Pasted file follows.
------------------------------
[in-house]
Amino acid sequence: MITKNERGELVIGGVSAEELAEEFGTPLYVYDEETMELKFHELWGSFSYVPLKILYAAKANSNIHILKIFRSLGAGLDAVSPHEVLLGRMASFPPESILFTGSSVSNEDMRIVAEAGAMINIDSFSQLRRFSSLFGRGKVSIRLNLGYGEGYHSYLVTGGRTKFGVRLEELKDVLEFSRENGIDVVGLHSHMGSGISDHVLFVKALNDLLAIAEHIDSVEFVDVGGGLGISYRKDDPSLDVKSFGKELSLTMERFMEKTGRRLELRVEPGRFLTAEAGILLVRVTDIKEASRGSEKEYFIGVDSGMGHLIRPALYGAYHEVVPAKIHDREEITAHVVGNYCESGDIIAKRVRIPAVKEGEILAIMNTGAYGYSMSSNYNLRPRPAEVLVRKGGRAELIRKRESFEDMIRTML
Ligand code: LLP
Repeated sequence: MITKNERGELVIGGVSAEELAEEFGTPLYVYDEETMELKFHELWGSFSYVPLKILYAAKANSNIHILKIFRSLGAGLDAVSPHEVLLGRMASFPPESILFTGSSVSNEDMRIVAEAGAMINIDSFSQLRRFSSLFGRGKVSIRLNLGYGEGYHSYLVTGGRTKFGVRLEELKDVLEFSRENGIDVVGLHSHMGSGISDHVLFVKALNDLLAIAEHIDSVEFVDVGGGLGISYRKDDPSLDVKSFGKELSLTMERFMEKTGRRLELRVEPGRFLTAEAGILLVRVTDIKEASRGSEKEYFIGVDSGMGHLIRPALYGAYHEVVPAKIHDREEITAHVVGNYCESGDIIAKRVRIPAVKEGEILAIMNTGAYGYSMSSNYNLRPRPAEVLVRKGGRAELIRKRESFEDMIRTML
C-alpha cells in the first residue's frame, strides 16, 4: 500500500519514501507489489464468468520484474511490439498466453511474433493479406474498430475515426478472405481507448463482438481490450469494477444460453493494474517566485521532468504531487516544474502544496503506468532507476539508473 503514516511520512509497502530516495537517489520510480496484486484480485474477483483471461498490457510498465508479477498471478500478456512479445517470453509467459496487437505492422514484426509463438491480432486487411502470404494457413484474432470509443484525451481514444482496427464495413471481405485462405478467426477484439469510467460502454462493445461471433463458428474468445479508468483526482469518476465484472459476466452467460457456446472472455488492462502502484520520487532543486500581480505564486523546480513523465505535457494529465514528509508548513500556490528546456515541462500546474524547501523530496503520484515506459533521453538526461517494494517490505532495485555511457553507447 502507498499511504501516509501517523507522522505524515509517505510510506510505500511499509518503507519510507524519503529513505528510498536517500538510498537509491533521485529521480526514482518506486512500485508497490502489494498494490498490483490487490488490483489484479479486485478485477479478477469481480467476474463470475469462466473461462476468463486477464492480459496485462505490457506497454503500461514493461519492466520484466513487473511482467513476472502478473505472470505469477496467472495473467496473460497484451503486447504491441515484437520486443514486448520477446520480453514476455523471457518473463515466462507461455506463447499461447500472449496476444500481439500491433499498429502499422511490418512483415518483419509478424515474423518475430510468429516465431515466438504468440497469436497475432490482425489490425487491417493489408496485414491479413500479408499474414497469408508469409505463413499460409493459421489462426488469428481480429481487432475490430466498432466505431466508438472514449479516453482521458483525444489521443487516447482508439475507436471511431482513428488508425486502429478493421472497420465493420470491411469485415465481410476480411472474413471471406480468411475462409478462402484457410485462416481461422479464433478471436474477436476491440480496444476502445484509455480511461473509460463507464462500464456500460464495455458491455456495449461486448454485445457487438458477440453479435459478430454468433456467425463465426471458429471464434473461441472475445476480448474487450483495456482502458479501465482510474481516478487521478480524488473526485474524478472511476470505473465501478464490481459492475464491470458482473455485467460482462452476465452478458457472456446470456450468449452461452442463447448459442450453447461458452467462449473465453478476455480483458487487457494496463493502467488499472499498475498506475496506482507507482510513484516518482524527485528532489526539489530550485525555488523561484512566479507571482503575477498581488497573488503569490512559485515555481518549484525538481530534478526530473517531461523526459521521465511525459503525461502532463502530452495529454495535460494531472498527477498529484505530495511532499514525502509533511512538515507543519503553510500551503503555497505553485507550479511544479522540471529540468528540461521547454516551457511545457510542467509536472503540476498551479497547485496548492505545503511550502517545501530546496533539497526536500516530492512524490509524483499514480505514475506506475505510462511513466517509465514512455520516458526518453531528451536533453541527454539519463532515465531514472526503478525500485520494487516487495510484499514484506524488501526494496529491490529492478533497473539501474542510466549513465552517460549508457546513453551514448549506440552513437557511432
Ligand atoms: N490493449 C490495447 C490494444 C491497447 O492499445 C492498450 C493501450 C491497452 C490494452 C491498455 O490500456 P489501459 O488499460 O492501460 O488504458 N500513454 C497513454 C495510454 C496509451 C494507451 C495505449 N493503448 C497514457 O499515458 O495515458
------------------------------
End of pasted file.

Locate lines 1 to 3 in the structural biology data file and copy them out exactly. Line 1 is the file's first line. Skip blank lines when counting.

[in-house]
Amino acid sequence: MITKNERGELVIGGVSAEELAEEFGTPLYVYDEETMELKFHELWGSFSYVPLKILYAAKANSNIHILKIFRSLGAGLDAVSPHEVLLGRMASFPPESILFTGSSVSNEDMRIVAEAGAMINIDSFSQLRRFSSLFGRGKVSIRLNLGYGEGYHSYLVTGGRTKFGVRLEELKDVLEFSRENGIDVVGLHSHMGSGISDHVLFVKALNDLLAIAEHIDSVEFVDVGGGLGISYRKDDPSLDVKSFGKELSLTMERFMEKTGRRLELRVEPGRFLTAEAGILLVRVTDIKEASRGSEKEYFIGVDSGMGHLIRPALYGAYHEVVPAKIHDREEITAHVVGNYCESGDIIAKRVRIPAVKEGEILAIMNTGAYGYSMSSNYNLRPRPAEVLVRKGGRAELIRKRESFEDMIRTML
Ligand code: LLP